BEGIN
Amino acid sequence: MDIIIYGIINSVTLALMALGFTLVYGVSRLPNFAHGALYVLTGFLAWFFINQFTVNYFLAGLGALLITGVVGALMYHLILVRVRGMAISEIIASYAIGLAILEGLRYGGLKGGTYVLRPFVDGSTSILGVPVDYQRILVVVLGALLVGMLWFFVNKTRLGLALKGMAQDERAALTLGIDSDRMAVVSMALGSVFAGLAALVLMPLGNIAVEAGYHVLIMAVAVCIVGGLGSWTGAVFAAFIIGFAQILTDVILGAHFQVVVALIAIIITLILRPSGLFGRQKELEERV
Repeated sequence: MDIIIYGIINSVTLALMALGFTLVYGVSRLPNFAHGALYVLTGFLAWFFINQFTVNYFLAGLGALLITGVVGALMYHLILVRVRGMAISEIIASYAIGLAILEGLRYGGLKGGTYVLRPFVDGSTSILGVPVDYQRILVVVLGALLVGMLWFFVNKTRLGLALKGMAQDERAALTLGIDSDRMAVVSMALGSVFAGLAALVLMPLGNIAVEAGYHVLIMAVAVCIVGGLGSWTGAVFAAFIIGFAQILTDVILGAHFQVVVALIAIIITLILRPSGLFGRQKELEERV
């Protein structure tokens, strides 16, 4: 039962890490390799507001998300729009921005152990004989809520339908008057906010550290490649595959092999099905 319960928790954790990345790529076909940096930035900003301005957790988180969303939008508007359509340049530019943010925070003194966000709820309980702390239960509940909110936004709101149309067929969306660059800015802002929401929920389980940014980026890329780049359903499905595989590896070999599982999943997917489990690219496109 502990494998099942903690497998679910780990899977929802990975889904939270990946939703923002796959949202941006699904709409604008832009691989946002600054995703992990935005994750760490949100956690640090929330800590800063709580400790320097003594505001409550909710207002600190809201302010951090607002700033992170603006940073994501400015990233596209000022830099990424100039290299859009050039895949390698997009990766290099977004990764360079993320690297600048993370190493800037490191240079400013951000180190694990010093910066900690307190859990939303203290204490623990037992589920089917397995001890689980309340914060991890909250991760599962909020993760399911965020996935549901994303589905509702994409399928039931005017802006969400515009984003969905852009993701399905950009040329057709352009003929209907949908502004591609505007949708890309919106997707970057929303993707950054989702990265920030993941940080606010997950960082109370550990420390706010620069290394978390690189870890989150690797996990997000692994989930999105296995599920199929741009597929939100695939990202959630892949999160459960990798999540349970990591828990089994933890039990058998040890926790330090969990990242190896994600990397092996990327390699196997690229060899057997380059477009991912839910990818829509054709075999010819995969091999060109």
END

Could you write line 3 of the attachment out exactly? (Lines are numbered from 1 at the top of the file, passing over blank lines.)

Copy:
């Protein structure tokens, strides 16, 4: 039962890490390799507001998300729009921005152990004989809520339908008057906010550290490649595959092999099905 319960928790954790990345790529076909940096930035900003301005957790988180969303939008508007359509340049530019943010925070003194966000709820309980702390239960509940909110936004709101149309067929969306660059800015802002929401929920389980940014980026890329780049359903499905595989590896070999599982999943997917489990690219496109 502990494998099942903690497998679910780990899977929802990975889904939270990946939703923002796959949202941006699904709409604008832009691989946002600054995703992990935005994750760490949100956690640090929330800590800063709580400790320097003594505001409550909710207002600190809201302010951090607002700033992170603006940073994501400015990233596209000022830099990424100039290299859009050039895949390698997009990766290099977004990764360079993320690297600048993370190493800037490191240079400013951000180190694990010093910066900690307190859990939303203290204490623990037992589920089917397995001890689980309340914060991890909250991760599962909020993760399911965020996935549901994303589905509702994409399928039931005017802006969400515009984003969905852009993701399905950009040329057709352009003929209907949908502004591609505007949708890309919106997707970057929303993707950054989702990265920030993941940080606010997950960082109370550990420390706010620069290394978390690189870890989150690797996990997000692994989930999105296995599920199929741009597929939100695939990202959630892949999160459960990798999540349970990591828990089994933890039990058998040890926790330090969990990242190896994600990397092996990327390699196997690229060899057997380059477009991912839910990818829509054709075999010819995969091999060109």